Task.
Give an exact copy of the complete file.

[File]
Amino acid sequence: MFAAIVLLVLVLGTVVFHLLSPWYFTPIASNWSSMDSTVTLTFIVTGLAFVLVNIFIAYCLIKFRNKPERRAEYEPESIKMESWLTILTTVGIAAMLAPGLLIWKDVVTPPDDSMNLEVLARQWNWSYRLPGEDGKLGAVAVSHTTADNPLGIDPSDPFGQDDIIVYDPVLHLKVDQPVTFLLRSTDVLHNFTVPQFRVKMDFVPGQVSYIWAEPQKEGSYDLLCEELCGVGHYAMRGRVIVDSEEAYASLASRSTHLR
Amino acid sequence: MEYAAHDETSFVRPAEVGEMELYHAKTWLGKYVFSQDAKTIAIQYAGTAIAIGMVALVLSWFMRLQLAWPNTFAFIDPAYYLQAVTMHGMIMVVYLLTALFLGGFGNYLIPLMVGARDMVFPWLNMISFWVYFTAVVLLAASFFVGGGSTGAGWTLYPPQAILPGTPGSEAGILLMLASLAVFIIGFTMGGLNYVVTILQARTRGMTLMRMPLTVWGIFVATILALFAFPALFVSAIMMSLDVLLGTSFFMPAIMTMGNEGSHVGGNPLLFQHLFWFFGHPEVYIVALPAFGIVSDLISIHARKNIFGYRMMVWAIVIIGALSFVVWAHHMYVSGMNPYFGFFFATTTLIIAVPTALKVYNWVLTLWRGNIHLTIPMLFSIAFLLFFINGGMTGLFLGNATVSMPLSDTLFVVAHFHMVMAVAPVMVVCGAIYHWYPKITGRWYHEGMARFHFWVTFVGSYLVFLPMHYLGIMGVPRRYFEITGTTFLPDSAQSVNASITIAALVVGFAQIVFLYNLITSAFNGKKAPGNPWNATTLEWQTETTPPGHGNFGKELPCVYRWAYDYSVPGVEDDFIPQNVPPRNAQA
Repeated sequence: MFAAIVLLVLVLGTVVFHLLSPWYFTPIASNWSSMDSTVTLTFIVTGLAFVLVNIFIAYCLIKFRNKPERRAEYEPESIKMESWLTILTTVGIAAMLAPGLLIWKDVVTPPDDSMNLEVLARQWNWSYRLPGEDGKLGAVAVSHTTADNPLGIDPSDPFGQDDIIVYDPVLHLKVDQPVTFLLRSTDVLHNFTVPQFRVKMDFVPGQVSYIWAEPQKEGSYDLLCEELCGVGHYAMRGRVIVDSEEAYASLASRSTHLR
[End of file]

Amino acid sequence: MFAAIVLLVLVLGTVVFHLLSPWYFTPIASNWSSMDSTVTLTFIVTGLAFVLVNIFIAYCLIKFRNKPERRAEYEPESIKMESWLTILTTVGIAAMLAPGLLIWKDVVTPPDDSMNLEVLARQWNWSYRLPGEDGKLGAVAVSHTTADNPLGIDPSDPFGQDDIIVYDPVLHLKVDQPVTFLLRSTDVLHNFTVPQFRVKMDFVPGQVSYIWAEPQKEGSYDLLCEELCGVGHYAMRGRVIVDSEEAYASLASRSTHLR
Amino acid sequence: MEYAAHDETSFVRPAEVGEMELYHAKTWLGKYVFSQDAKTIAIQYAGTAIAIGMVALVLSWFMRLQLAWPNTFAFIDPAYYLQAVTMHGMIMVVYLLTALFLGGFGNYLIPLMVGARDMVFPWLNMISFWVYFTAVVLLAASFFVGGGSTGAGWTLYPPQAILPGTPGSEAGILLMLASLAVFIIGFTMGGLNYVVTILQARTRGMTLMRMPLTVWGIFVATILALFAFPALFVSAIMMSLDVLLGTSFFMPAIMTMGNEGSHVGGNPLLFQHLFWFFGHPEVYIVALPAFGIVSDLISIHARKNIFGYRMMVWAIVIIGALSFVVWAHHMYVSGMNPYFGFFFATTTLIIAVPTALKVYNWVLTLWRGNIHLTIPMLFSIAFLLFFINGGMTGLFLGNATVSMPLSDTLFVVAHFHMVMAVAPVMVVCGAIYHWYPKITGRWYHEGMARFHFWVTFVGSYLVFLPMHYLGIMGVPRRYFEITGTTFLPDSAQSVNASITIAALVVGFAQIVFLYNLITSAFNGKKAPGNPWNATTLEWQTETTPPGHGNFGKELPCVYRWAYDYSVPGVEDDFIPQNVPPRNAQA
Repeated sequence: MFAAIVLLVLVLGTVVFHLLSPWYFTPIASNWSSMDSTVTLTFIVTGLAFVLVNIFIAYCLIKFRNKPERRAEYEPESIKMESWLTILTTVGIAAMLAPGLLIWKDVVTPPDDSMNLEVLARQWNWSYRLPGEDGKLGAVAVSHTTADNPLGIDPSDPFGQDDIIVYDPVLHLKVDQPVTFLLRSTDVLHNFTVPQFRVKMDFVPGQVSYIWAEPQKEGSYDLLCEELCGVGHYAMRGRVIVDSEEAYASLASRSTHLR